I recently attended the MIT Sloan CIO Symposium, a kind of meeting of the minds for leading CIOs and senior IT executives, who gathered this year to discuss the strategy and execution of digital transformation goals. Throughout the event, experts outlined frameworks for intelligent modernization, like integrating AI into development processes, taking proactive steps to improve cybersecurity postures, practical uses for blockchain, what’s next in cloud computing, and more. All about creating a more sophisticated digital sphere.
The goal is clear, but realizing digital success remains challenging. Leaders must address business complexity to reconfigure their organization’s digital landscape and operating models by navigating ethical and economic issues, developing and re-developing agile software platforms, managing IT costs and talent acquisition, establishing cross-functional partnerships internally and externally, all the while capitalizing on Agile and DevOps for speed of delivery.
It’s just this simple.
Keynote speaker, Fredric Veron, CIO and Head of Safety and Soundness at Deutsche Bank delineated a three-pronged approach for successful digital transformation in his presentation, Safe and Sound Software for Digital Execution. In his talk he described:
- The importance of being hyper-aware and knowing your software and how it is used.
- How to create “Readiness Gates,” or mandatory checkpoints, for security, resiliency, structural quality and risk.
- Implementing DevOps to shift from “Fail Fast” to “Learn Fast.”
Veron also stressed the need for companies to understand their software inside and out as software vulnerabilities threaten the functionality of applications.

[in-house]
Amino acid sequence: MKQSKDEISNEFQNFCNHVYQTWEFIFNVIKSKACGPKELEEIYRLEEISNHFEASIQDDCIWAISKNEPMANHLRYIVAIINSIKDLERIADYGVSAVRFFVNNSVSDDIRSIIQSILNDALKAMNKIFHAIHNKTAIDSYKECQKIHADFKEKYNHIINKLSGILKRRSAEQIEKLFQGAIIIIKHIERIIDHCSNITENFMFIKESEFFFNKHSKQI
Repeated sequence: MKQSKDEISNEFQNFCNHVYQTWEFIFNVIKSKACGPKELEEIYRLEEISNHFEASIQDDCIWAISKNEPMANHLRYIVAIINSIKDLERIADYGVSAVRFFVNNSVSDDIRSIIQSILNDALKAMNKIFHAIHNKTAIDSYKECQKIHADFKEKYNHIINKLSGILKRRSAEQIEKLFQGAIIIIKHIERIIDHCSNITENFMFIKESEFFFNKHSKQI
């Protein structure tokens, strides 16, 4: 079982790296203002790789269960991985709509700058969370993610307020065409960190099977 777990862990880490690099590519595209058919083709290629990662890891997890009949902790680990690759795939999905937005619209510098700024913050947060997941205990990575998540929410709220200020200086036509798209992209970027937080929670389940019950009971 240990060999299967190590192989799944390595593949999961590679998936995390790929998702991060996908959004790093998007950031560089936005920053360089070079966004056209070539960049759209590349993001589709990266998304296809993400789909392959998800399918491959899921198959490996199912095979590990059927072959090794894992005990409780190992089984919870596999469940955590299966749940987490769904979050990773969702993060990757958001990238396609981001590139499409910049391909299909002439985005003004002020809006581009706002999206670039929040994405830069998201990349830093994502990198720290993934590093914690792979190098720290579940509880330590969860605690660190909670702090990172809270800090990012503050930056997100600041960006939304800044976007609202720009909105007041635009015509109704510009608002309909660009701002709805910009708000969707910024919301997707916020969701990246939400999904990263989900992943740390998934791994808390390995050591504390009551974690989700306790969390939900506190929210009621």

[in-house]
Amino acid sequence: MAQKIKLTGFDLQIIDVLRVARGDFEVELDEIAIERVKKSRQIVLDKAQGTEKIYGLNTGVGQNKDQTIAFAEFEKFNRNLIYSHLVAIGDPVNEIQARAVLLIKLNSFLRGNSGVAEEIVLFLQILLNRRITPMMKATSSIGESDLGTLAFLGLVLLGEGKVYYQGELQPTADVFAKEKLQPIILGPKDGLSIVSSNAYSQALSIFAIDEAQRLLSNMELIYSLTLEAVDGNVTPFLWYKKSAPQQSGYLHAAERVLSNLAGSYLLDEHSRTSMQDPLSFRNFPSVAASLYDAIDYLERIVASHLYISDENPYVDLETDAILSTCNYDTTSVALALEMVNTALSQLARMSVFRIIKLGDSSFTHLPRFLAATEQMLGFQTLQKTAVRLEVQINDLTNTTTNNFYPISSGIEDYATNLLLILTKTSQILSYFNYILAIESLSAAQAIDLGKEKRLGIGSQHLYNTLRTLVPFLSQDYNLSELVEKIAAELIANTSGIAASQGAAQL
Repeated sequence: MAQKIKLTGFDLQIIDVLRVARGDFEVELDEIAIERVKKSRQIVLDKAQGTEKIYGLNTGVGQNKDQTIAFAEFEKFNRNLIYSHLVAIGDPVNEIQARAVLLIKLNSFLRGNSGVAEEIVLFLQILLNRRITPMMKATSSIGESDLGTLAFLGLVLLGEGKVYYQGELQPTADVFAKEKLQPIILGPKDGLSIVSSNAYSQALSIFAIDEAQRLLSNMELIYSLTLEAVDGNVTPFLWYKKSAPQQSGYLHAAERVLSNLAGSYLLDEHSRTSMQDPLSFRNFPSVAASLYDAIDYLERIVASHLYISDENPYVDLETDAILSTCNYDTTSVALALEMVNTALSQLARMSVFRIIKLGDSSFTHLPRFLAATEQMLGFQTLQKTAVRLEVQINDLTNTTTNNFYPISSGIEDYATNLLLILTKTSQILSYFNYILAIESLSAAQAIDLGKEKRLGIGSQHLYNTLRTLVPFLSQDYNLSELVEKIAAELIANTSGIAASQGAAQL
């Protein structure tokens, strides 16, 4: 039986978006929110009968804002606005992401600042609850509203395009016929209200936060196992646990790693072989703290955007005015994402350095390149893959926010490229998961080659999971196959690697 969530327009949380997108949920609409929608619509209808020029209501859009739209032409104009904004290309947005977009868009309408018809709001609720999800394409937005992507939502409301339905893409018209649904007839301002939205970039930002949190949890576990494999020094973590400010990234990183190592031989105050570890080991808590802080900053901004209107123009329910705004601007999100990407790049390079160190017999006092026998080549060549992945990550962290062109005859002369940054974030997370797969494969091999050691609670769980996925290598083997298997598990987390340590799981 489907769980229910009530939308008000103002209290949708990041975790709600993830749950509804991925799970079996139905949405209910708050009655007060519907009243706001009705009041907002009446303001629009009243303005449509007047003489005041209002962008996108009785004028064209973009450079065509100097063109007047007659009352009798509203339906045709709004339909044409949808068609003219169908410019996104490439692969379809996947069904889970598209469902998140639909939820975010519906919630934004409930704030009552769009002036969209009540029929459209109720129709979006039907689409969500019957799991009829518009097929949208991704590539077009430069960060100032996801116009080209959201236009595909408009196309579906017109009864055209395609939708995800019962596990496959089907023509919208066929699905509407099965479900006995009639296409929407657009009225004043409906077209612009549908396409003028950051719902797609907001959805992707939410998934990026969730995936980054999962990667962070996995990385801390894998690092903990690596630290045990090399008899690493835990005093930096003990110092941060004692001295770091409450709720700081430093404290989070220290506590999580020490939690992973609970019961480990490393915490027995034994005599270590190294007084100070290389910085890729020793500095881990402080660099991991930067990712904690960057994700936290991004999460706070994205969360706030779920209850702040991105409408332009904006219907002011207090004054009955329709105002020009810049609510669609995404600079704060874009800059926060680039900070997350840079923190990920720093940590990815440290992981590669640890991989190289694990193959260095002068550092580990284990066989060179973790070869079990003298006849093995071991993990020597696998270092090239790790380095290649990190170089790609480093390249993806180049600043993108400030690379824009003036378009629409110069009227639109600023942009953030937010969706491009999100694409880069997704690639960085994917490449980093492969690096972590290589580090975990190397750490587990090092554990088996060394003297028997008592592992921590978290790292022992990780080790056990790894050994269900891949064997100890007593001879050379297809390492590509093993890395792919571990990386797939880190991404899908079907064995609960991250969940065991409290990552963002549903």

At the heart of this change in mindset and process lays Software Intelligence.
According to Veron, “Software flaws are the root cause for about 20% of incidents. The other 80% come from testing, hardware, human errors and infrastructure. But all of this is still related to software.”
Shifting application security left is integral to producing safe and sound applications. Veron urges companies to utilize an intelligent approach to ensure software integrity stating, “In the early days of software, it was acceptable not to understand it beyond the surface. But now, when the cars we drive have more software than the planes we fly or the first rockets that went to the moon. And software is critical to life, business and each one of us. And we are trying to handle entities much more complicated. We need better visibility and we need better intelligence about these systems.”
I also watched a panel titled Creating a Digital Culture with Tanguy Catlin, a Senior Partner at McKinsey who is helping companies build out their digital capabilities. He shared interesting points about the cultural aspects that increase a company’s ability to change, to speed up, to take calculated risks, and the ability to form partnerships with third parties to develop market leading solutions.
The latest point made me think about the importance of knowing your software supply chain, beyond just open source components. Your business depends on your vendors and your partners’ software. Transparency into any potential risks there is critical, if not mandatory for compliance.
Finally, I managed to see half of the panel about security where Lev Lesokhin, member of the CISQ board and SVP of Strategy at CAST, made a couple of excellent points regarding the way large IT organizations can leverage CISQ quality guidelines to Deliver Resilient, Secure, Efficient and Agile IT Systems in Line with CISQ Recommendations.